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Check out which companies are making headlines before the bell:

J.C. Penney — The retailer lost an adjusted 5 cents per share for its latest quarter, smaller than the 15 cent loss Wall Street was anticipating. However, revenue was slightly below forecasts, and same-store sales rose 2.2 percent compared to the consensus Thomson Reuters estimates of a 2.4 percent increase.

Dick’s Sporting Goods, Foot Locker, Under Armour — Susquehanna initiated coverage on all three specialty retailers with a “positive rating.” The firm likes the potential benefit for Dick’s from its acquisition of Sports Authority locations, the strength of the athletic footwear segment for Foot Locker, and calls Under Armour a “stellar” brand with exceptional growth prospects.

Nordstrom — The retailer reported quarterly profit of 67 cents per share, 11 cents above estimates. Revenue was essentially in line with forecasts, and Nordstrom raised its 2016 earnings guidance above current Street consensus.

Dillard’s — Dillard’s is another retailer beating estimates, with quarterly profit of 35 cents per share versus a consensus of 31 cents. Revenue was slightly above forecasts, although profit was down by more than half from a year earlier.

Honeywell — KBR is buying Honeywell’s government services unit for $266 million.

Planet Fitness — Planet Fitness earned an adjusted 17 cents per share for the second quarter, 2 cents above estimates, and revenue for the fitness chain was well above Street consensus. The bottom line was helped by substantial growth for same-location sales. The company also raised its annual guidance.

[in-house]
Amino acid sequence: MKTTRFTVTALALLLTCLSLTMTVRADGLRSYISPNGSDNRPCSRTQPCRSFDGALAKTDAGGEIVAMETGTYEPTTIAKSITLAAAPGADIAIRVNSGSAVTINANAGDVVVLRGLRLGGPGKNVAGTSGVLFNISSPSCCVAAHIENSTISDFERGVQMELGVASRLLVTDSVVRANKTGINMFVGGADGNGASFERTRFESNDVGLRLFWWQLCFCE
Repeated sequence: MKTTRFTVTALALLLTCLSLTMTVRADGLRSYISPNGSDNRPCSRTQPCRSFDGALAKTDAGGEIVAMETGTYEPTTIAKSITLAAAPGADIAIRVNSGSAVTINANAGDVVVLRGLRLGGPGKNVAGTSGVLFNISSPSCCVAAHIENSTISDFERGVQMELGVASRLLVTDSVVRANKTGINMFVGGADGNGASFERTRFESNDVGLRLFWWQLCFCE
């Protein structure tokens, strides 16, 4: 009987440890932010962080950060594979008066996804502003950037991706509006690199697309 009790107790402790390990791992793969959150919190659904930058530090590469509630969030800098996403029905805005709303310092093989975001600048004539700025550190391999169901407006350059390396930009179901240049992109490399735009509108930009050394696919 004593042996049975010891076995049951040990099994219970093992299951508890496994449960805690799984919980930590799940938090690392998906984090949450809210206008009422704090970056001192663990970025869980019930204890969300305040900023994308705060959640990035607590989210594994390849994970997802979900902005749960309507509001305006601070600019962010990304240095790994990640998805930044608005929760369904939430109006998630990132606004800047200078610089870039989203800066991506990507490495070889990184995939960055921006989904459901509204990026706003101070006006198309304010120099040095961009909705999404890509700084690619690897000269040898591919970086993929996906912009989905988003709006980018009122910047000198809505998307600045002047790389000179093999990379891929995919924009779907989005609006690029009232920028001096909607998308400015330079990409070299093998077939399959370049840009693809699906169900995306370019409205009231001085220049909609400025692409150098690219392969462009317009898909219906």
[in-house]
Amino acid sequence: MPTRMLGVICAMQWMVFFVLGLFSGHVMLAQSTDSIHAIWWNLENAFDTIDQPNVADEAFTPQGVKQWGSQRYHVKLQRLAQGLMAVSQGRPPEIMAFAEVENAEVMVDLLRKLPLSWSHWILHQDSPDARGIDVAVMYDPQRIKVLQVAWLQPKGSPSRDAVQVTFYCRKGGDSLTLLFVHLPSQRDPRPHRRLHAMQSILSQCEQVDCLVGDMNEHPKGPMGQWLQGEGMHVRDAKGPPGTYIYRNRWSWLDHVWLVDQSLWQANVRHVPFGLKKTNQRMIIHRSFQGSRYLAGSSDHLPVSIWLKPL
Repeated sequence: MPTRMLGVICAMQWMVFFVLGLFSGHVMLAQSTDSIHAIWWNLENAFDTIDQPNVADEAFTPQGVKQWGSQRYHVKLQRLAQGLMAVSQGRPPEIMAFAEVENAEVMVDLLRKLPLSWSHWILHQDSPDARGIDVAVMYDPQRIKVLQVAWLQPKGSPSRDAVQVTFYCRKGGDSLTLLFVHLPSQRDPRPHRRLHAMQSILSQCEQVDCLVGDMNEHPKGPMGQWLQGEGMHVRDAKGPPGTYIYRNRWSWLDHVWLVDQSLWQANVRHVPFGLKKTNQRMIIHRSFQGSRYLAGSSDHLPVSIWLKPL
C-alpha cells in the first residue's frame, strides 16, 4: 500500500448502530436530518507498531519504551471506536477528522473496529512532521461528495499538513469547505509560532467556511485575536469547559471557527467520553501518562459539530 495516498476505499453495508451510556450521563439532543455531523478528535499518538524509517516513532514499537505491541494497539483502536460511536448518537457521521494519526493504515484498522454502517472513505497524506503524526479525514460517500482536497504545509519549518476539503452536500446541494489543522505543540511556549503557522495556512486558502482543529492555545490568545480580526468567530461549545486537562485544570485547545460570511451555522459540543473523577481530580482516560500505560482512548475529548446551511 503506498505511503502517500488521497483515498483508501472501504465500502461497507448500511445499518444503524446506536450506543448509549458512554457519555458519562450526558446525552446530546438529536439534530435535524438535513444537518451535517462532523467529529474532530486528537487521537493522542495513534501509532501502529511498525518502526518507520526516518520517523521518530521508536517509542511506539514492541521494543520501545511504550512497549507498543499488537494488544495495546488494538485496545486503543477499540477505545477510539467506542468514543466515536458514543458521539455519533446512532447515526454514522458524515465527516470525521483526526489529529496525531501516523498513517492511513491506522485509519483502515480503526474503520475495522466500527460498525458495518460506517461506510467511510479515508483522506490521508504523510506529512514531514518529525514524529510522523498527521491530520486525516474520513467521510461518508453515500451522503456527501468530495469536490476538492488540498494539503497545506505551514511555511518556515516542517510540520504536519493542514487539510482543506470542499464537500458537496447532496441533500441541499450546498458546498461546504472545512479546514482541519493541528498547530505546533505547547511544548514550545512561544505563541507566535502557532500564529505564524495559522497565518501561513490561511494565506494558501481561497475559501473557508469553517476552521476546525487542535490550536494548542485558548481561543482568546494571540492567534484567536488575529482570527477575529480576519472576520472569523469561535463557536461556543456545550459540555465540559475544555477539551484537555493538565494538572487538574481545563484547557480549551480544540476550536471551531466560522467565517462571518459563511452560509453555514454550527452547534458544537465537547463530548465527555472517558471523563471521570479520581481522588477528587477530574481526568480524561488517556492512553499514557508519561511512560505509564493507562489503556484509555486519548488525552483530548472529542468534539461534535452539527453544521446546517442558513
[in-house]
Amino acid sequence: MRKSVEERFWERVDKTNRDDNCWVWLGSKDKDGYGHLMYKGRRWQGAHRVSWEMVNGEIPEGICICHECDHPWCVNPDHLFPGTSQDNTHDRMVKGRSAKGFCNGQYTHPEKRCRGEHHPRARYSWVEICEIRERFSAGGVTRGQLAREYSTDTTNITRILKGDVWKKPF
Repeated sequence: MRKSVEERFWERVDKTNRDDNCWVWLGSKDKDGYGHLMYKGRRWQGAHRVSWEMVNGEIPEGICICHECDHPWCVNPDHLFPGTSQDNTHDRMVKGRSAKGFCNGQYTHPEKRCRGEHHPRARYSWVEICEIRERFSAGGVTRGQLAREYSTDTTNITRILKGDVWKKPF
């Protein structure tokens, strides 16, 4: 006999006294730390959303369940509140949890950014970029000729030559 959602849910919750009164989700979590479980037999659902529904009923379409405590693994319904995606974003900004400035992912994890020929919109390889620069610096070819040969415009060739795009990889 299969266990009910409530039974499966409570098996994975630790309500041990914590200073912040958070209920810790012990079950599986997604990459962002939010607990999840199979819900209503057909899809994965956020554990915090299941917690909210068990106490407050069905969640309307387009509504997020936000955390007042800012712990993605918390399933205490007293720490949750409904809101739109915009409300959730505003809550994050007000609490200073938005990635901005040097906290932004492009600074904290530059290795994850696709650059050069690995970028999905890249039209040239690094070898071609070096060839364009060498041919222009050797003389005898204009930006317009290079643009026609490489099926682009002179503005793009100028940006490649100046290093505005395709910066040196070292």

Gap — Gap appointed Hasbro Chief Executive Officer Brian Goldner to its board of directors.

Nvidia came in 3 cents above estimates with quarterly profit of 40 cents per share, while revenue for the graphics chipmaker was also above estimates. Nvidia’s sales growth was its best in almost five years, with good demand in its gaming business.

Delek US Holdings — Delek is the subject of an upcoming bid by Carl Icahn-controlled CVR Energy, according to the New York Post. The paper also said there is speculation Icahn is building a personal stake in the oil refiner.

Tyson Foods — The beef, pork and poultry producer fired 10 workers who were seen on video abusing breeder chickens. The video was recorded by an animal rights group.

Ruby Tuesday — Ruby Tuesday reported an adjusted quarterly profit of 10 cents per share, 1 cent shy of estimates, with revenue also short of Street forecasts. The restaurant chain also forecast an adjusted 2017 profit that falls well below current consensus. Same-restaurant sales were down 3.7 percent during the most recent quarter, and total revenue was down 5.9 percent.

Comcast — Comcast’s NBCUniversal, the parent of CNBC, is expecting record profit from the Rio Olympics, according to NBC Sports Group Chairman Mark Lazarus.

General Motors — GM is seeking a new court hearing over $10 billion in liabilities involving faulty ignition switches. The automaker contends that the court made two fundamental errors when it rejected GM’s attempt to use its 2009 bankruptcy as a way to shield itself from litigation.

Twitter — Twitter denied rumors that it will be shutting down in 2017, calling them “groundless.”

Silicon Graphics — Silicon Graphics will be bought by Hewlett Packard Enterprise for $275 million or $7.75 per share. That represents a 30 percent premium for shareholders in the maker of server, storage and software products.